It is so easy to complain. Walk into any office or stroll through the halls, and listen in. It won’t take long before you hear griping and venting about something gone wrong or something blatantly unfair. People complain – about their co-workers, their bosses, their latest assignments, even the weather. What is the cost of lost hours and energy focused on complaining, I wonder? Easily in the hundreds of millions of dollars. Even more important, what if you could circumvent some of that complaining and help employees be more productive, simply by helping them think in a new way?

One way to get employees thinking differently is to focus on perspectives. We often think (or know) our own perspective is TRUE, but actually a perspective is simply one’s own personal belief or view of something, or as Merriam-Webster describes: “the interrelation in which a subject or its parts are mentally viewed.” In other words, there are many different perspectives, or potential viewpoints, of anything, even things worth complaining about, and sometimes halting the complaining is as “simple” as seeing something from a different perspective. When leaders help employees recognize that they or others are “in gripe mode,” and equip them with the tools they need to stop the complaining and shift to more productive discussion or perspective, then a more positive and effective work environment is fostered.

There are three simple steps that can help halt the complaining and get employees (or yourself) back on track to more productive discussion.

  1. Call it out – When you hear complaining or catch yourself complaining, name it. Once you begin to tune in to the negative talk and become more aware of it, you will find that you notice it sooner and are able to circumvent it before it becomes a full-blown gripe session.
  2. Pick your battles – Once you are aware of the complaining, focus on the thing or person that you (or the complainer) are complaining about. Just how important is this issue? How is it serving you (or them) to complain about it? Is this a complaint worth voicing, a battle worth fighting?
  3. Shift perspective – To turn the complaining around, adopt the “good news” perspective. What’s the good news about this issue? How can it be beneficial to you, the team, the organization? What’s a different way to view it?

Now, for the record, I am not suggesting that all complaining is bad. On the contrary, complaining and dissatisfaction with the status quo can be signs of a healthy, growing, and changing organization. However, if there is lots of complaining and unhappiness in the workplace, and no focus on solutions and benefits, then it is essential to address it, and also to understand the root causes. Our experience has shown that rampant griping in an organization is most often caused by two things:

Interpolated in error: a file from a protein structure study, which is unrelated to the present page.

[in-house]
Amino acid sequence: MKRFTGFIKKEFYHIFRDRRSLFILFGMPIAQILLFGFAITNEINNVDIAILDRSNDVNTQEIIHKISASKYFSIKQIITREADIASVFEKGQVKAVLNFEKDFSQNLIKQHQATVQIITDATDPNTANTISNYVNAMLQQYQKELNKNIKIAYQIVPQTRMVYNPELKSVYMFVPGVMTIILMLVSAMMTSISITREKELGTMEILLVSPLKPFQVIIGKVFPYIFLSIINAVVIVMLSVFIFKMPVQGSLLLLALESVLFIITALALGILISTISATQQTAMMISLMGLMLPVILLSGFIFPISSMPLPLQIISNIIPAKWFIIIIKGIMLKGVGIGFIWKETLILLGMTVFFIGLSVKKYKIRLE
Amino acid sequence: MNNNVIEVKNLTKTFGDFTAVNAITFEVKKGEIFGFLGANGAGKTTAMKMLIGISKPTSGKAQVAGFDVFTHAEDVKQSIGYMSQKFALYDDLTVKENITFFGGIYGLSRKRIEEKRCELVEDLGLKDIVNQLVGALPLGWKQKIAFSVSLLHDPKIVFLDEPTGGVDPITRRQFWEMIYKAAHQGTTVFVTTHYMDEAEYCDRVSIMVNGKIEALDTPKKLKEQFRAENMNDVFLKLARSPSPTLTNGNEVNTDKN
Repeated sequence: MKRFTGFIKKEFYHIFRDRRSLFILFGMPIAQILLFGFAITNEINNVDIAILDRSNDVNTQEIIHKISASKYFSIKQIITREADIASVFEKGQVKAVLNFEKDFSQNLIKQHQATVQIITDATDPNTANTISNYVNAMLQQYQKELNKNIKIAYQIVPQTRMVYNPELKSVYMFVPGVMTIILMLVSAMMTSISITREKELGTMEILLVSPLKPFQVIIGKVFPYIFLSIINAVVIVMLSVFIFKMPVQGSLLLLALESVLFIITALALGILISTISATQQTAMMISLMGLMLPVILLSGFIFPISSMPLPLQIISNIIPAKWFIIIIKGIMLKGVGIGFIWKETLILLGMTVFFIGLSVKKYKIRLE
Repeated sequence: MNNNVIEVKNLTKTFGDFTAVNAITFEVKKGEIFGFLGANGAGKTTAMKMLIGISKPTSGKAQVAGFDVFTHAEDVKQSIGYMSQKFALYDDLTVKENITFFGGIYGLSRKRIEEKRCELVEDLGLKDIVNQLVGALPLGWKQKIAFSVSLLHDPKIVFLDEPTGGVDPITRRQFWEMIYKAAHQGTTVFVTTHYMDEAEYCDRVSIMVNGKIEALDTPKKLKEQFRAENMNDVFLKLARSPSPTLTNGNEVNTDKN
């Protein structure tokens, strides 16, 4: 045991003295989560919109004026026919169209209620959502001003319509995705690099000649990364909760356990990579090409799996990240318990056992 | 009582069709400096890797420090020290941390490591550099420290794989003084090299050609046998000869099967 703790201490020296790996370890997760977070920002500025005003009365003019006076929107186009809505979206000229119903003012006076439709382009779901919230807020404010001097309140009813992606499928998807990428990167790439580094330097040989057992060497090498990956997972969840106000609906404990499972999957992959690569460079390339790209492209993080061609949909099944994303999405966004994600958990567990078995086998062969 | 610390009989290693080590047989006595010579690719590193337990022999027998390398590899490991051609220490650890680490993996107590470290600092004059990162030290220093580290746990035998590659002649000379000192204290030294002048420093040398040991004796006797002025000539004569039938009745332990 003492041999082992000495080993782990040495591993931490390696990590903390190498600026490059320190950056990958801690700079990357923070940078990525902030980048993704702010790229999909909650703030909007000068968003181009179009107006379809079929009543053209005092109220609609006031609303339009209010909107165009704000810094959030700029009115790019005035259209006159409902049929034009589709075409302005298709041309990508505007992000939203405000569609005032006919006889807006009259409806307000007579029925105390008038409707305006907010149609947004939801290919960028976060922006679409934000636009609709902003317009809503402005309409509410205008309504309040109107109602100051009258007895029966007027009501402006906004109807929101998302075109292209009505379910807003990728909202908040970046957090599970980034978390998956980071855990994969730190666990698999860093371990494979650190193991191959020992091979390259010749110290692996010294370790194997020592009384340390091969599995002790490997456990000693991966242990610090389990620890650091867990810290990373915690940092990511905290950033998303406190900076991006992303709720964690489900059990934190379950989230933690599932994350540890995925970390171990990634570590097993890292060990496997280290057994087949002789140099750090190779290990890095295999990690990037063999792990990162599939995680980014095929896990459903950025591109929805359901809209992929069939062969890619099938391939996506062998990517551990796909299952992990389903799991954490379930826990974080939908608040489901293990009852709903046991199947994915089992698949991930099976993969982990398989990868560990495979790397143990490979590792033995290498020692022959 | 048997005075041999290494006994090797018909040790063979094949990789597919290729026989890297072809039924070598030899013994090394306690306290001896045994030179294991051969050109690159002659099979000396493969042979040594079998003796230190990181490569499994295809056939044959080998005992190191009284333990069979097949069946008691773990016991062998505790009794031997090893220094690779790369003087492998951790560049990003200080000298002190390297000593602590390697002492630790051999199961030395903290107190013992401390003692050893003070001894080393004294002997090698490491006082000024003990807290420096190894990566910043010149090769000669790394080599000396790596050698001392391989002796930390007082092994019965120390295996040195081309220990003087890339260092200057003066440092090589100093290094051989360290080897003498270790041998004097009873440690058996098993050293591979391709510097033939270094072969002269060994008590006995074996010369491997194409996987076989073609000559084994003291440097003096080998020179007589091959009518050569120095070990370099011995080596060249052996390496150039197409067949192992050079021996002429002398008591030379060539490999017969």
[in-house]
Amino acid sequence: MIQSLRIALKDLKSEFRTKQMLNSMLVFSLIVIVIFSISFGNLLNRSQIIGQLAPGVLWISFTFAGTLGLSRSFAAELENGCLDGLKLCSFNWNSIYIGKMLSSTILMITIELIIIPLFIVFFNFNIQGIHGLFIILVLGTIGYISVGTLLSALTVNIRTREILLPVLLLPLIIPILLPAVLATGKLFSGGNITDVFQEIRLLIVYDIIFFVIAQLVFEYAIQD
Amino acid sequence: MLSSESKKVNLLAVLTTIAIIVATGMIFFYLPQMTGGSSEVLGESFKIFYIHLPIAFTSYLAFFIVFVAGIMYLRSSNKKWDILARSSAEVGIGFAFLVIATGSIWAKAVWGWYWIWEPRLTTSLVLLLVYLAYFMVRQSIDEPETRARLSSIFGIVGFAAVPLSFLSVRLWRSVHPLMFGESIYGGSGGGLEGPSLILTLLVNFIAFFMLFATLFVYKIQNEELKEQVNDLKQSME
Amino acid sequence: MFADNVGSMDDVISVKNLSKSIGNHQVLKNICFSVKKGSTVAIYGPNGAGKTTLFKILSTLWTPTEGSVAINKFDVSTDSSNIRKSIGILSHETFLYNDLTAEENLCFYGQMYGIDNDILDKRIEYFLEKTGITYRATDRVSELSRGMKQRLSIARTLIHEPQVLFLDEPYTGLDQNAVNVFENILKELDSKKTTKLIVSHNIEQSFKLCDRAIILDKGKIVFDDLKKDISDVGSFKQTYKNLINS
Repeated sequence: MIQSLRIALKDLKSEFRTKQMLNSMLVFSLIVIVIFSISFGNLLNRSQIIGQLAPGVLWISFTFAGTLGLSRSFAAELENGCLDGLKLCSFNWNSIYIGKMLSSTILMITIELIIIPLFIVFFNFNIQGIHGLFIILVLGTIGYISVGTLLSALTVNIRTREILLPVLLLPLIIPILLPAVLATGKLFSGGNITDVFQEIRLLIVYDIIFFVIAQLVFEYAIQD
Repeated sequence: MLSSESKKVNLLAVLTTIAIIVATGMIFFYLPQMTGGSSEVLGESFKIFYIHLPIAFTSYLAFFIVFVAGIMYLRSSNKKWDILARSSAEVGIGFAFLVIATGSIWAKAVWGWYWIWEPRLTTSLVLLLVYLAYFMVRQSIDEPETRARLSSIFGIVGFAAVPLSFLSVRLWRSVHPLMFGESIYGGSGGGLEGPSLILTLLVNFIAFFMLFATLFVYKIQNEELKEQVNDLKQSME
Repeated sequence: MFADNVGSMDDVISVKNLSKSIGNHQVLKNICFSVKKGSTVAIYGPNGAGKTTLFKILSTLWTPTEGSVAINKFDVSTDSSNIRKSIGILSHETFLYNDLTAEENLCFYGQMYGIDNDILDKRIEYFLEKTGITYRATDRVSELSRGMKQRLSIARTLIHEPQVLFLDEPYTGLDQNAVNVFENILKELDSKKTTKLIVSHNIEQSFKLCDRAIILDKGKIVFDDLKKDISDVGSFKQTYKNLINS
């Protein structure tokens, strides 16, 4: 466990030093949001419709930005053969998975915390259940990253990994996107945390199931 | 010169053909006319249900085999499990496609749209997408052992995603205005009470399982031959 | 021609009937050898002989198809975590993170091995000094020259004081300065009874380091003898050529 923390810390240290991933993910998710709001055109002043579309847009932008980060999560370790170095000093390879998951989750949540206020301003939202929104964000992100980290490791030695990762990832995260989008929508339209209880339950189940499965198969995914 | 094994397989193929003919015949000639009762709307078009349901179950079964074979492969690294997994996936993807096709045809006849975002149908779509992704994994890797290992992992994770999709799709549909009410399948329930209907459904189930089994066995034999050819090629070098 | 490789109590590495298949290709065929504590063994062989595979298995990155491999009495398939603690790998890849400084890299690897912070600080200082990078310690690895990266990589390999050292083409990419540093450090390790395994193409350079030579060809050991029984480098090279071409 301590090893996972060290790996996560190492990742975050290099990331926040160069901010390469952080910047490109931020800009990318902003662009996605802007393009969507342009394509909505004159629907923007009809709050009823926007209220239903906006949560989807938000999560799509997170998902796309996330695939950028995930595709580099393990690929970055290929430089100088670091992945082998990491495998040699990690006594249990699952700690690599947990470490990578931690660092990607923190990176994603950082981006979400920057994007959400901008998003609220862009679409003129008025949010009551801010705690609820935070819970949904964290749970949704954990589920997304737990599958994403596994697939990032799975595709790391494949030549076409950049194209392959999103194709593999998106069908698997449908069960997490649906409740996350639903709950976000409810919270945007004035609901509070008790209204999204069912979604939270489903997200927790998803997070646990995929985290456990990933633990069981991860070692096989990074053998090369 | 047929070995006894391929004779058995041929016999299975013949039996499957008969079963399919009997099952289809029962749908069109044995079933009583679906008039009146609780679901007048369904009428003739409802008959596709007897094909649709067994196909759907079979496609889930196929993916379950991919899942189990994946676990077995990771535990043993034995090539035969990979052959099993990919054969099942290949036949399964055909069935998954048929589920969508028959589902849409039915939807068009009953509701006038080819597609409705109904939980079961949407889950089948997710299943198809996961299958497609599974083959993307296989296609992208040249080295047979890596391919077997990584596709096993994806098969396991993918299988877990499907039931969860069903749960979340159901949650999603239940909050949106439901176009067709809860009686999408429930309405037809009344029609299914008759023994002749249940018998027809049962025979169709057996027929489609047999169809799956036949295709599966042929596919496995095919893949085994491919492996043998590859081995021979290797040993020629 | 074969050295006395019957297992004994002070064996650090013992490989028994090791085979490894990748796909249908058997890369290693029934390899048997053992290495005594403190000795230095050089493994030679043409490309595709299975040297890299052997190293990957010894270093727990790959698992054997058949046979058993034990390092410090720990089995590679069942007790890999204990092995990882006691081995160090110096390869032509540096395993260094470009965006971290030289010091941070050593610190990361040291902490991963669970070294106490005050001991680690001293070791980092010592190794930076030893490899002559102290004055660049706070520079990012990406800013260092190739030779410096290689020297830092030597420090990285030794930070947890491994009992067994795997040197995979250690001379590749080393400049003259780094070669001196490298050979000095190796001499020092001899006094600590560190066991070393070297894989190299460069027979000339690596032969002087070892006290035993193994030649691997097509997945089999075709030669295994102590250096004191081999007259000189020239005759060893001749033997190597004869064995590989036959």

1. Lack of communication from leadership — When leaders fail to communicate, employees get frustrated and worried, and fill the vacuum with their own (likely negative) perspectives on what is going on.
  2. Lack of trust in leadership – If employees see that a leader’s actions are not in line with what he or she is saying, trust suffers and employees share that distrust with others.

There are also those organizations or departments within organizations that have an instilled culture of negativity. Complaining may have begun years prior because of a bad experience or a poor manager long forgotten, and now it has become ingrained. People may not know why they complain so much, but “it’s just the way we do things around here.” In one client organization, the administrative office was known as the “toxic dump” because of the constant complaining and venting that took place. Other employees avoided that area because they always left feeling as if they were dumped on with all of the negative chatter and backbiting taking place.

Complaining and griping can be toxic to any organization. Left unchecked, it will affect morale, lower productivity, and increase turnover. It is essential that these “toxic dump” organizations and departments be guided towards a different, more effective way. By employing the three simple steps above – Call it out, Pick your battles, and Shift perspective – you can help to break the cycle of complaint in your workplace and move on to more useful dialogue.

What tips do you have for stopping the complaint cycle in your workplace? We’d love to hear your thoughts on the topic.

If you enjoyed this post, you can read more like it in our book, The Power of Thoughtful Leadership: 101 Minutes To Being the Leader You Want To Be, available on Amazon.

For help in stopping the complaint cycle in your workplace, contact Robyn at

Click here to receive The Thoughtful Leaders™ Blog posts via e-mail and receive a copy of “Ending Leadership Frenzy: 5 Steps to Becoming a More Thoughtful and Effective Leader.”

Photo Credit: ismagilov/

New York: 212.537.6897 | Pennsylvania: 610.254.0244